The thirty-year career of progressive metal icon DREAM THEATER has largely been an exercise in musical excess. Even the band's most passionate fans would be hard-pressed to argue criticisms that the group occasionally overdoes it on the musical and vocal extremes of the genre. The group's 2016 record "The Astonishing" went too far though, even for many hardcore fans. Guitarist John Petrucci himself has admitted that the reaction was mixed. The double-disc concept record saw the band drown in a sprawling display of the most pretentious progressive metal indulgences. The album was DREAM THEATER's "Rick Wakeman on Ice" low point.
DREAM THEATER fans that weren't ready to go as far as the band did on "The Astonishing" will be relieved to know that the New York group's latest effort, "Distance Over Time", finds it reining in the artistic ambitions and streamlining its songwriting with stronger focus back on metallic power. Whether it was a self-conscious response to the grandiose spectacle of its previous record, or osmosis from revisiting its 1999 classic "Scenes From A Memory" in preparation for the upcoming tour commemorating the twentieth anniversary of that record, the band ended up putting together a record that rewards longtime fans that appreciated heavier moments on older records such as 1994's "Awake" and 2003's "Train of Thought". Rest assured that this is still a DREAM THEATER record. There is still an emphasis on musical technicality, but the songcraft is much tighter this time around, punctuated by a relatively more restrained vocal performance from James LaBrie.
"Distance Over Time"'s first three tracks will feel like a cleansing experience for those burned by "The Astonishing". After a thirty-second slow-burn intro, album opener "Untethered Angel" immediately sheds the shackles of previous excesses, launching the album with a hard-rocking start. LaBrie's vocals are distorted with a modern-rock-radio edge. John Petrucci's rhythm guitar riffs are fuel for a mosh pit. John Myung's bass is downtuned with a nu-metal crunch. Jordan Rudess's keyboards and Mike Mangini's drums are boosted very high in the production mix, increasing the aura of a more metal production, and all of it fueling a banger that could have fit on the heavier side of the band's 2002 double-record, "Six Degrees of Inner Turbulence". The first respite from the metallic barrage comes halfway through "Fall into the Light". Petrucci soars with a melodic guitar solo interlude, but even that is a temporary break before Rudess comes in strong with a heavy keyboard-laden jam-out to close out the track.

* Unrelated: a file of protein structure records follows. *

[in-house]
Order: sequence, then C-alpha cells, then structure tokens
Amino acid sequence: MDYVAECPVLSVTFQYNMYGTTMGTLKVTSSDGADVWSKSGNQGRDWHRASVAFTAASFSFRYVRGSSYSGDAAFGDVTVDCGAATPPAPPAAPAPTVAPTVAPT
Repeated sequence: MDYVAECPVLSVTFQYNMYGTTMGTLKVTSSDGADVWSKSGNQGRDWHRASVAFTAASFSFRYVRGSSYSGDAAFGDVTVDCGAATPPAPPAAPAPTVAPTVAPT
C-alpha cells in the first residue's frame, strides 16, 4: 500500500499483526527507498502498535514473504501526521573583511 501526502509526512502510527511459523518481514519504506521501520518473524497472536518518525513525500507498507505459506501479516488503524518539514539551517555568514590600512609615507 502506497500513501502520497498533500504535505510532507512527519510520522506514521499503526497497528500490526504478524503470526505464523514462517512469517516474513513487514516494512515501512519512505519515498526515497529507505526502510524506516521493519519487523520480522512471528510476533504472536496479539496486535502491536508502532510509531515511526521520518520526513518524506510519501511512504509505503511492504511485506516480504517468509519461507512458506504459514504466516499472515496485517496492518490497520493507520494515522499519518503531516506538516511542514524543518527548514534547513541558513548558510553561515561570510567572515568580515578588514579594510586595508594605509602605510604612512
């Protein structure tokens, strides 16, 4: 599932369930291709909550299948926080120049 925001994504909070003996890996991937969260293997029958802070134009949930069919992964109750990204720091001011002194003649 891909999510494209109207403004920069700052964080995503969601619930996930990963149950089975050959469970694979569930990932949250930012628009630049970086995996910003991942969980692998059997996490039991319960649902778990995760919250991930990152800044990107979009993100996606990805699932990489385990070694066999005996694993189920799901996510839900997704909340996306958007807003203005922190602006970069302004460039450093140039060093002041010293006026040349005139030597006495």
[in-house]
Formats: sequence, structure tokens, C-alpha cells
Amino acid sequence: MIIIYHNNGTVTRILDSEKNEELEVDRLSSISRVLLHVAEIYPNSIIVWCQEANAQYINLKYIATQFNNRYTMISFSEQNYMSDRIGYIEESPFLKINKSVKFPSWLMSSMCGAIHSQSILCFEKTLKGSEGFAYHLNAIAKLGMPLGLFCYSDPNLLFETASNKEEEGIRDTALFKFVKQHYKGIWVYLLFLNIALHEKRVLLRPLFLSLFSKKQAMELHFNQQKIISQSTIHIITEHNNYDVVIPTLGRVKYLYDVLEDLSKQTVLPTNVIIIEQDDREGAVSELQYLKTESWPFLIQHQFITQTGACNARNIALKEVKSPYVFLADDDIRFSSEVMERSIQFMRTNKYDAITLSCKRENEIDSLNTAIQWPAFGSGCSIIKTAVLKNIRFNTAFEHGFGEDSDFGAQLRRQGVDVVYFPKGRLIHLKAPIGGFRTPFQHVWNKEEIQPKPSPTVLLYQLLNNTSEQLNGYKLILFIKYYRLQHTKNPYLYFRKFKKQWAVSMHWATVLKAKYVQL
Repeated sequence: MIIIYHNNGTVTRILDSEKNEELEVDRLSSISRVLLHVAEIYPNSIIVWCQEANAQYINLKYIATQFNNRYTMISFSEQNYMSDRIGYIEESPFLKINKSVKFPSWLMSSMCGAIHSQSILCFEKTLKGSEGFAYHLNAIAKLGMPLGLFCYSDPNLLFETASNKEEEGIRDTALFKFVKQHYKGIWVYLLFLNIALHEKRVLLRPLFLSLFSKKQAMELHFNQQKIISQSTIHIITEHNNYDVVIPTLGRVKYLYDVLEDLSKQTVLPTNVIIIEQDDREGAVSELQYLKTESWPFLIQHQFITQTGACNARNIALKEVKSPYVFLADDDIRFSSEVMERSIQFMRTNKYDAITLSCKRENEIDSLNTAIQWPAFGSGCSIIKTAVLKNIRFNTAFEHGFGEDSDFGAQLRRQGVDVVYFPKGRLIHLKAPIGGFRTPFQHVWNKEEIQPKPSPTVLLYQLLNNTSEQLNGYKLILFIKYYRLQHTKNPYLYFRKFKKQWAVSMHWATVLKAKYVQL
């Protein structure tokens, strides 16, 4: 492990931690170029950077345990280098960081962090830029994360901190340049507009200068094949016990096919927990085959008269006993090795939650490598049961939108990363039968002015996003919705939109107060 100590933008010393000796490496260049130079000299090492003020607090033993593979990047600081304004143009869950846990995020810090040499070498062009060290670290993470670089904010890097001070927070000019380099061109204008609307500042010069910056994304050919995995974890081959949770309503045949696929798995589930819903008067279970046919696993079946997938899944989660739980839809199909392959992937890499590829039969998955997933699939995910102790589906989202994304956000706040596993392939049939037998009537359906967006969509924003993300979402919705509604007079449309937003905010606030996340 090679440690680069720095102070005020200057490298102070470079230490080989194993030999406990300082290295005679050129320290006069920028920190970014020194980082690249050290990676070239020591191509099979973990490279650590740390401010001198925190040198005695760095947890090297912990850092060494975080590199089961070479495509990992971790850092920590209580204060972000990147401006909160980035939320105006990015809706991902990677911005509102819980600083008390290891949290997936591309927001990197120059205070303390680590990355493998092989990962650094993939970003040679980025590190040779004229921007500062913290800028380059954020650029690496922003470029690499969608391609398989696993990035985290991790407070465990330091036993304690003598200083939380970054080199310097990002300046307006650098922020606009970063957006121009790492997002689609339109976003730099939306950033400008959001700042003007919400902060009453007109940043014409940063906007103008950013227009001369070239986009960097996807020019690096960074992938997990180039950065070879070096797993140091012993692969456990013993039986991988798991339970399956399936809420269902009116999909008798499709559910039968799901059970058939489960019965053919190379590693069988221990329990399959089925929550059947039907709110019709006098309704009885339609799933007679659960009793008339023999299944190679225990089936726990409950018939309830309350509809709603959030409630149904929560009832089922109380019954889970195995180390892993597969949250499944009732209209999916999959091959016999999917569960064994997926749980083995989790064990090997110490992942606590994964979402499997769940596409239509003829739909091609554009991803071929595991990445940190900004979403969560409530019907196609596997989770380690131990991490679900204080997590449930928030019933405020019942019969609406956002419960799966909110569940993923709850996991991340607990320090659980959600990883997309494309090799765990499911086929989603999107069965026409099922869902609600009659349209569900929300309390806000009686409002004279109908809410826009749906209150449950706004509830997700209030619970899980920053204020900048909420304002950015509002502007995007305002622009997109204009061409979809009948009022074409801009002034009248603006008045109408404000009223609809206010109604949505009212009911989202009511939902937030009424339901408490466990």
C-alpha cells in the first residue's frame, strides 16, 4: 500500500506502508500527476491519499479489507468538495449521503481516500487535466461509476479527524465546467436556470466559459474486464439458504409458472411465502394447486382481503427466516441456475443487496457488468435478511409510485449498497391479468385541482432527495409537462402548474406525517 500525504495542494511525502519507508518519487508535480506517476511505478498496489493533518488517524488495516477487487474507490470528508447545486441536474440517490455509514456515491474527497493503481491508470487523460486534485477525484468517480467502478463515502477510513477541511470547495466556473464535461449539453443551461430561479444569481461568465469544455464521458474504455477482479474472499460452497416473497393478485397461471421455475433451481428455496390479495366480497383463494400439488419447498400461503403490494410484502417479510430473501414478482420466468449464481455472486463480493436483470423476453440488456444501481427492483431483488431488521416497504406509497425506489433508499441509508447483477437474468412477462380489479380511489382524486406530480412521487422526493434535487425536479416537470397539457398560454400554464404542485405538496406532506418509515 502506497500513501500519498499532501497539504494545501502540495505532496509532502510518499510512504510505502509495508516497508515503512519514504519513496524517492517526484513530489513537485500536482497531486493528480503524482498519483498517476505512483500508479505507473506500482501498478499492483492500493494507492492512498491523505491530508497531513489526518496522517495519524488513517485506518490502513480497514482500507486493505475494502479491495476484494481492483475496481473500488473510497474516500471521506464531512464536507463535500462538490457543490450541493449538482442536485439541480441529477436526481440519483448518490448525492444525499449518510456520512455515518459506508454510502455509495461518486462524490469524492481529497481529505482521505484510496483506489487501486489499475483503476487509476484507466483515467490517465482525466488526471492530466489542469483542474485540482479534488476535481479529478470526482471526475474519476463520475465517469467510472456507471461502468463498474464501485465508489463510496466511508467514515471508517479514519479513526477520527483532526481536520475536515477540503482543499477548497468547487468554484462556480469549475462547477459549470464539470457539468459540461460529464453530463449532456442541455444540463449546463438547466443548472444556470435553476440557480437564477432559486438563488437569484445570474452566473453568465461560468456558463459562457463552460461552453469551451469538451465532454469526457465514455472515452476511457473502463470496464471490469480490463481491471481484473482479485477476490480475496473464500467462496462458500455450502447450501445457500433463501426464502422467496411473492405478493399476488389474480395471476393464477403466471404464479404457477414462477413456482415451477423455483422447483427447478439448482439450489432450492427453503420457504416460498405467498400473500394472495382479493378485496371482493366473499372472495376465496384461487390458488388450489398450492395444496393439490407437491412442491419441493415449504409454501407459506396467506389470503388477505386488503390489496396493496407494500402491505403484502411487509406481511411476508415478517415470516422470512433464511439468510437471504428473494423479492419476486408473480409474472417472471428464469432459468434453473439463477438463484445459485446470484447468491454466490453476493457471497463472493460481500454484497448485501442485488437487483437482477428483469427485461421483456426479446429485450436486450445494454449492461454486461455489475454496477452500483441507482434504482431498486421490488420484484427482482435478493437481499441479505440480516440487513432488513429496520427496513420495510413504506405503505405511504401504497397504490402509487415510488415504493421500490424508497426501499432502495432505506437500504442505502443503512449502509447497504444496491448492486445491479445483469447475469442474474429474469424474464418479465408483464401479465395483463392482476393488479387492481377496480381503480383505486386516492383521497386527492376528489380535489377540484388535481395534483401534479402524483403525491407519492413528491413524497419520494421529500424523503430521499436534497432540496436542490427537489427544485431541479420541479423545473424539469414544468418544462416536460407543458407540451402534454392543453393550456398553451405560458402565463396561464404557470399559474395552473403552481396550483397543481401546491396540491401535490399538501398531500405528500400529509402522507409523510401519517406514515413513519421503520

While "Distance Over Time" is much more grounded in an objectively metal blueprint, fans that are drawn to DREAM THEATER's musically headier moments still have those indulgences to dig through. "Barstool Warrior" launches with a mechanical prog-metal whirlwind reminiscent of RUSH's classic moments before settling into a composition highlighted by some of the most beautiful guitar and keyboard work to be found on the record. "At Wit's End" begins with dizzying instrumentation that sounds like it could have been an outtake from a LIQUID TENSION EXPERIMENT record. "Out of Reach" is a stirring ballad punctuated by a hair metal guitar solo that is sure to please those drawn to the softer side of the band's 1992 breakout, "Images and Words".
DREAM THEATER nearly drowned in the deeper waters of the progressive metal sea with "The Astonishing"'s extremes. Luckily with "Distance Over Time", the band has managed to swim back to shore with a redemptive metallic treasure to reward those willing to give the band another chance.